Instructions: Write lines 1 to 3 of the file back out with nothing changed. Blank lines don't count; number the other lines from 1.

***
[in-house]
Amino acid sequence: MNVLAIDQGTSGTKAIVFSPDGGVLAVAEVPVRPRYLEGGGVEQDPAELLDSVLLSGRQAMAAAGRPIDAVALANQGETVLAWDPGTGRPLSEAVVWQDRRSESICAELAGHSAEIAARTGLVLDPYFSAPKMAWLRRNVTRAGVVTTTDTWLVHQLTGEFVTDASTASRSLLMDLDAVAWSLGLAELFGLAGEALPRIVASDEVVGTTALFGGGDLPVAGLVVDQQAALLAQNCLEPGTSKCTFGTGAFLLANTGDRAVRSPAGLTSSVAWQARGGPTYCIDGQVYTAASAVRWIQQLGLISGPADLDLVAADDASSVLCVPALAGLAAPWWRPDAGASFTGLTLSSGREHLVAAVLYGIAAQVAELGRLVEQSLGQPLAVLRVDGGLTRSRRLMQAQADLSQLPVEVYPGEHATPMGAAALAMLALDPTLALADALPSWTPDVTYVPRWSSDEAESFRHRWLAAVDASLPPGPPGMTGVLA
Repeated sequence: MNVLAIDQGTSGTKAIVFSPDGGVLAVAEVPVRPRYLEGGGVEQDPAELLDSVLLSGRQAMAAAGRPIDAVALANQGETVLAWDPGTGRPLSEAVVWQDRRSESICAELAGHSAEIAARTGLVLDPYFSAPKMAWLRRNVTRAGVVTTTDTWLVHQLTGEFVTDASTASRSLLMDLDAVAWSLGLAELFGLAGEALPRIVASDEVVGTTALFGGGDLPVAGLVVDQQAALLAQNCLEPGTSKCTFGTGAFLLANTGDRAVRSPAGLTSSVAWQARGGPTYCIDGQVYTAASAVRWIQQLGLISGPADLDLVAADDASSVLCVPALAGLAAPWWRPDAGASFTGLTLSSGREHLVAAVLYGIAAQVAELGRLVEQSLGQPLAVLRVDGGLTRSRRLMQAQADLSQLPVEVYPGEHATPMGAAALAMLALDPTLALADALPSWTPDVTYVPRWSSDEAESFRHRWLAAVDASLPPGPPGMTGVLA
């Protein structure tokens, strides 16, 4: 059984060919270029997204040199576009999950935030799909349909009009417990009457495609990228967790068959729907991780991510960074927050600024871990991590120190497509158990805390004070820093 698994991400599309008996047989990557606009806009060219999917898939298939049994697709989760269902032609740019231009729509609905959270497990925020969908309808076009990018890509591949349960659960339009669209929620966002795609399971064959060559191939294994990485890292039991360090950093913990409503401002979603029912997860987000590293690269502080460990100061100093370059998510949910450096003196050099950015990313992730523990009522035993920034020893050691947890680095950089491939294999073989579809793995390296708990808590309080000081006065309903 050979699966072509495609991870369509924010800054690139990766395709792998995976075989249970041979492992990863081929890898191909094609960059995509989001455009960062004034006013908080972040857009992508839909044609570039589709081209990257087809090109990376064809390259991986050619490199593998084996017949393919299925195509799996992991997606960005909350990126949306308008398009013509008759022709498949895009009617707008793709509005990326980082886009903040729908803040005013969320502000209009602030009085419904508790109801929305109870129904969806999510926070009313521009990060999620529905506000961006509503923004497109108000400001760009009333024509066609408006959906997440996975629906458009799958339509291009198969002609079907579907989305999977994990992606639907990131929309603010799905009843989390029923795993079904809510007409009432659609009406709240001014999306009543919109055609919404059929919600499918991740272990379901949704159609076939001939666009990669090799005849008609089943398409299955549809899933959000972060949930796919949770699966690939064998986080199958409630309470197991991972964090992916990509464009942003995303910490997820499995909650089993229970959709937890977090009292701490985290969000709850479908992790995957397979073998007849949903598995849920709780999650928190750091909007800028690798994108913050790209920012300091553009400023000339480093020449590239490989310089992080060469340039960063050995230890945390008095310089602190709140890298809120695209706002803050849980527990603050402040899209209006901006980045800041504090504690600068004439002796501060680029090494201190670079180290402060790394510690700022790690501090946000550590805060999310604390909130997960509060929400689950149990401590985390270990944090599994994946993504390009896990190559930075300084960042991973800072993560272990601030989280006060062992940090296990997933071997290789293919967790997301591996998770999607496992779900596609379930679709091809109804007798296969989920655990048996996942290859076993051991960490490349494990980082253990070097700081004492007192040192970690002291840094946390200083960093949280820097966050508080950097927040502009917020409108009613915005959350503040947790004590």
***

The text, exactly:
[in-house]
Amino acid sequence: MNVLAIDQGTSGTKAIVFSPDGGVLAVAEVPVRPRYLEGGGVEQDPAELLDSVLLSGRQAMAAAGRPIDAVALANQGETVLAWDPGTGRPLSEAVVWQDRRSESICAELAGHSAEIAARTGLVLDPYFSAPKMAWLRRNVTRAGVVTTTDTWLVHQLTGEFVTDASTASRSLLMDLDAVAWSLGLAELFGLAGEALPRIVASDEVVGTTALFGGGDLPVAGLVVDQQAALLAQNCLEPGTSKCTFGTGAFLLANTGDRAVRSPAGLTSSVAWQARGGPTYCIDGQVYTAASAVRWIQQLGLISGPADLDLVAADDASSVLCVPALAGLAAPWWRPDAGASFTGLTLSSGREHLVAAVLYGIAAQVAELGRLVEQSLGQPLAVLRVDGGLTRSRRLMQAQADLSQLPVEVYPGEHATPMGAAALAMLALDPTLALADALPSWTPDVTYVPRWSSDEAESFRHRWLAAVDASLPPGPPGMTGVLA
Repeated sequence: MNVLAIDQGTSGTKAIVFSPDGGVLAVAEVPVRPRYLEGGGVEQDPAELLDSVLLSGRQAMAAAGRPIDAVALANQGETVLAWDPGTGRPLSEAVVWQDRRSESICAELAGHSAEIAARTGLVLDPYFSAPKMAWLRRNVTRAGVVTTTDTWLVHQLTGEFVTDASTASRSLLMDLDAVAWSLGLAELFGLAGEALPRIVASDEVVGTTALFGGGDLPVAGLVVDQQAALLAQNCLEPGTSKCTFGTGAFLLANTGDRAVRSPAGLTSSVAWQARGGPTYCIDGQVYTAASAVRWIQQLGLISGPADLDLVAADDASSVLCVPALAGLAAPWWRPDAGASFTGLTLSSGREHLVAAVLYGIAAQVAELGRLVEQSLGQPLAVLRVDGGLTRSRRLMQAQADLSQLPVEVYPGEHATPMGAAALAMLALDPTLALADALPSWTPDVTYVPRWSSDEAESFRHRWLAAVDASLPPGPPGMTGVLA